The police were managing to keep one lane of traffic moving at a time. The drivers held up by the protestors/bystanders (and some observers)  milling across the road were not happy.

I thought this was an excellent poster - it says it all!

The police decided to move the EDL and Britain First down Park Road away from the Mosque

Some of the masked henchmen (henchboys? That doesn't sound right, but they were not what I grew up thinking of as men) decided to follow the procession. I dislike seeing masked men and women walking the streets.

Paul Golding of Britain First and some companions were travelling by car. There was an altercation at the traffic lights, which turned into fisticuffs.

Which the police dealt with by tackling the miscreants, unmasking them, and I believe they were arrested.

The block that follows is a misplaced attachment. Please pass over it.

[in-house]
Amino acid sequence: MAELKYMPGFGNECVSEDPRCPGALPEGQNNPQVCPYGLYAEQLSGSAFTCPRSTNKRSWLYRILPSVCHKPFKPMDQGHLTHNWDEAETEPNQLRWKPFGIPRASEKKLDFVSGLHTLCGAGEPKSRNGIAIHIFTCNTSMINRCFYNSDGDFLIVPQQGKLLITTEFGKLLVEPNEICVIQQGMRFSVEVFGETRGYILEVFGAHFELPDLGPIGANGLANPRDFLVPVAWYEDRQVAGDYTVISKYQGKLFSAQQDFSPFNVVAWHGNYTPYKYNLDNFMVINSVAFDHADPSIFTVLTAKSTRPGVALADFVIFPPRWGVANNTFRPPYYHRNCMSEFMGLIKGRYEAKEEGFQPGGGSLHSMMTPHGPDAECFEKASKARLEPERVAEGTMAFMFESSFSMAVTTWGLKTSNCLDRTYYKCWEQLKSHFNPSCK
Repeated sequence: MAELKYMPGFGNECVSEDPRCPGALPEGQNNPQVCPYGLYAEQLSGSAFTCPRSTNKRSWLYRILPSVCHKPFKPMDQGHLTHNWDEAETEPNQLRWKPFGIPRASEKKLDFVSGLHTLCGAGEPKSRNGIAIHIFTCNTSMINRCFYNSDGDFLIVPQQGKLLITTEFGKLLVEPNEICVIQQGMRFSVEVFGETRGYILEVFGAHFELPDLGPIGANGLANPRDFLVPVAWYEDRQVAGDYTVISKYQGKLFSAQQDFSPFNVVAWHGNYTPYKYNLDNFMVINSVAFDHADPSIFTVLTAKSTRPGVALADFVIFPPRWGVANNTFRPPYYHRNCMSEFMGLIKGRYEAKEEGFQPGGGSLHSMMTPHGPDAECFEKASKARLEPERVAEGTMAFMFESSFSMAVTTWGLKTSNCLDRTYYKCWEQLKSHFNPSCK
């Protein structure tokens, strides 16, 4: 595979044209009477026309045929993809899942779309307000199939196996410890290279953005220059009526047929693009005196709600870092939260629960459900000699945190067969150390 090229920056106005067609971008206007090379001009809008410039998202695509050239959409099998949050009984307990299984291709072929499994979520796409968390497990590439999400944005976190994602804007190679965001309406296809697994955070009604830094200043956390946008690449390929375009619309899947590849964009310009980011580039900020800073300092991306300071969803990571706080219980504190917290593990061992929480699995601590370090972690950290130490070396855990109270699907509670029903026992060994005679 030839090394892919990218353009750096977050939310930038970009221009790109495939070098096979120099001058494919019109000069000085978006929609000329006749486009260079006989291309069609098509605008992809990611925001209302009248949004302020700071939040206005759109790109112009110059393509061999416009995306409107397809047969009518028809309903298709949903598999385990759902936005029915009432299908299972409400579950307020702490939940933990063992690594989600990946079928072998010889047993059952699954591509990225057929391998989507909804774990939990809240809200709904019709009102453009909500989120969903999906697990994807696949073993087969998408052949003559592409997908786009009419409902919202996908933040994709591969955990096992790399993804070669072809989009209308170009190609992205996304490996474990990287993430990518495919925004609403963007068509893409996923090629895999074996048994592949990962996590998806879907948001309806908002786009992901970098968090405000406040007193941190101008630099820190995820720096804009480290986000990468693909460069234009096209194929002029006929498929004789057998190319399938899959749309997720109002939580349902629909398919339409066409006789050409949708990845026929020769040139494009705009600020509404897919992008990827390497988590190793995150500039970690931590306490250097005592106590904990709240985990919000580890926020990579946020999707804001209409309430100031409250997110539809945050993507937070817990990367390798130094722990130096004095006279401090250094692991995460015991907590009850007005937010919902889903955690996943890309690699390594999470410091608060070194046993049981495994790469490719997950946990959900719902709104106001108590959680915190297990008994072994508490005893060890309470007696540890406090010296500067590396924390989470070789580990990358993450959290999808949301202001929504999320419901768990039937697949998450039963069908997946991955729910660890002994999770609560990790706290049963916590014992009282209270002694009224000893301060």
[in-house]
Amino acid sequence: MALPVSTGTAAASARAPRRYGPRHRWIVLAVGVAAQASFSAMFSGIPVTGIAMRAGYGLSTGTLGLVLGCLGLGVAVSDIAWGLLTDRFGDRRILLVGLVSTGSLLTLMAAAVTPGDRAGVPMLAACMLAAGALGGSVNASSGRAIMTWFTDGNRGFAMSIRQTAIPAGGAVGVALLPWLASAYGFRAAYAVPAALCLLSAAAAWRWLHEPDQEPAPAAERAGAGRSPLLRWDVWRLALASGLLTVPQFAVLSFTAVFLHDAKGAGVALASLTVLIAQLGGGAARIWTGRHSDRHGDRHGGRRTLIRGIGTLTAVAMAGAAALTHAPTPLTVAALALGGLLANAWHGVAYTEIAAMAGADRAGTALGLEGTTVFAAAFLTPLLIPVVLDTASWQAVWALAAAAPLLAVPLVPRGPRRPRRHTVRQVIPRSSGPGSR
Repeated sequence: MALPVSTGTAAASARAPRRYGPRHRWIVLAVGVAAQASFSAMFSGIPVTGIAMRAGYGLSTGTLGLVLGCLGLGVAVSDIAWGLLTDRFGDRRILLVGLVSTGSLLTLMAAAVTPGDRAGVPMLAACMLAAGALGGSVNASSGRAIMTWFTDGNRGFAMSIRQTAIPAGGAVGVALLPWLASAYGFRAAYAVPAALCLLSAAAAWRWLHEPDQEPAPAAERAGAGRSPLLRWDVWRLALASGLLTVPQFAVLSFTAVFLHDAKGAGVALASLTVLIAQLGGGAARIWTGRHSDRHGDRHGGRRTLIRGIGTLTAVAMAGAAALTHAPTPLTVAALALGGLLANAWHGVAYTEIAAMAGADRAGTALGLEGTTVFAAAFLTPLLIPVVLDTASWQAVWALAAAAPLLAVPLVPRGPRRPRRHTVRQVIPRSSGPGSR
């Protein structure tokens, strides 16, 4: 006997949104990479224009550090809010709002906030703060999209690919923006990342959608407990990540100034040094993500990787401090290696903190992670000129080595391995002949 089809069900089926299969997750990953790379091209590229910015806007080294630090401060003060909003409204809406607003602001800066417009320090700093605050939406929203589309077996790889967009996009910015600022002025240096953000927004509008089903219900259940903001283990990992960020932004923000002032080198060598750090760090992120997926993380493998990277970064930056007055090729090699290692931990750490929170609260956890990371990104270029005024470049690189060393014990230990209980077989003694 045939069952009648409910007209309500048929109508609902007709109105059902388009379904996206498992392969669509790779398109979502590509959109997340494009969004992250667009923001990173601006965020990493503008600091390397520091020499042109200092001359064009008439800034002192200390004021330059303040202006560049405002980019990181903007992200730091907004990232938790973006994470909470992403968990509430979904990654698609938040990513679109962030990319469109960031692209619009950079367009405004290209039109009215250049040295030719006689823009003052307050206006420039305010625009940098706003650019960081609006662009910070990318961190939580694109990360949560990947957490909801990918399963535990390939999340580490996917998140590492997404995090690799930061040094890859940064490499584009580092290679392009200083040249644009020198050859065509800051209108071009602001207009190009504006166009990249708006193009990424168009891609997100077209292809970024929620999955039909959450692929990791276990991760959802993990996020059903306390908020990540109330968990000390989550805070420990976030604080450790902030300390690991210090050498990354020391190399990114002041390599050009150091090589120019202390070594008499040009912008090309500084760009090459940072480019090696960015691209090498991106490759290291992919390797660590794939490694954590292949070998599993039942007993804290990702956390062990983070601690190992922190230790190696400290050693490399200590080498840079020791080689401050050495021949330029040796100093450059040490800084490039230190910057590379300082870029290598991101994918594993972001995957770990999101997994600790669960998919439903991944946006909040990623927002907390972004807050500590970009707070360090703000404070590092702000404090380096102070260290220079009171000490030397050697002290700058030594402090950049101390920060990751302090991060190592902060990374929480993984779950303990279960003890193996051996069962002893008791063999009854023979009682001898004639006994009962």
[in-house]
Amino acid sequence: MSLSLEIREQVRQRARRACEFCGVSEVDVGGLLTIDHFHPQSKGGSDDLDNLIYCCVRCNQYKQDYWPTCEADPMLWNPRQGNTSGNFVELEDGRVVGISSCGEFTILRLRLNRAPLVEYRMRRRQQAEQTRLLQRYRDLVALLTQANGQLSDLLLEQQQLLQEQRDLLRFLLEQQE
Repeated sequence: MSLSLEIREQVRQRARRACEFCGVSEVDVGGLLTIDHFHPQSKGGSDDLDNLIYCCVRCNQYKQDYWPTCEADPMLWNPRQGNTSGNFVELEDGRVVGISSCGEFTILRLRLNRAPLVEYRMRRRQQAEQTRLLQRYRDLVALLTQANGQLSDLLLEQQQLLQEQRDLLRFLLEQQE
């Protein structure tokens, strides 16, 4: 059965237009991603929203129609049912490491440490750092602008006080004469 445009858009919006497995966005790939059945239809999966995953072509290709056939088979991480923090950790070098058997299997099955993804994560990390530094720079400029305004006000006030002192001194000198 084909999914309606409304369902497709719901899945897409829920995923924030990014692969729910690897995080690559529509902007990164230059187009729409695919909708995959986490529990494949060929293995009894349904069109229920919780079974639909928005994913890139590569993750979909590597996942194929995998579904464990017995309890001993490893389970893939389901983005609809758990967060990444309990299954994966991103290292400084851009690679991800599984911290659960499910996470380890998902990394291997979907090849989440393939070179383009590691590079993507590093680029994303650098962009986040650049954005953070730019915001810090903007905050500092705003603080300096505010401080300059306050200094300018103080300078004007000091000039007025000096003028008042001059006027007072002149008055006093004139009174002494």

Nobody from the EDL was arrested and they dispursed into the underground system. 

I don't know what time Need 4 Khilipha went home to MAMA.

Phototgraphs E Weatherwax London April 2014

Posted on 04/18/2014 12:53 PM by Esmerelda Weatherwax
Friday, 18 April 2014
News You Can Use To Cheer Yourself Up
ISIS v. Al Nusra, here.
Posted on 04/18/2014 8:39 PM by Hugh Fitzgerald
Friday, 18 April 2014
A Natural-History Interlude: The Swallow

Here..

What the swan has been to French literature, and the swan and the nightingale and the lark to English literature, lastochka, the swallow has been to Russian literature. Derzhavin, Fet, Maikov, Khodasevich ("Lastochki") all have poems about swallows. And in Nabokov's "The Gift" Fyodor Godunov-Cherdyntsev composes a short poem ("One night on the old bridge"), in which the speaker asks the girl standing beside him on the bridge if she too saw' "von etu lastochku" which Nabokov englished as "that particular swift that went by."(because the swift is close, though not identical, to the swallow, and the line required a monosyllable).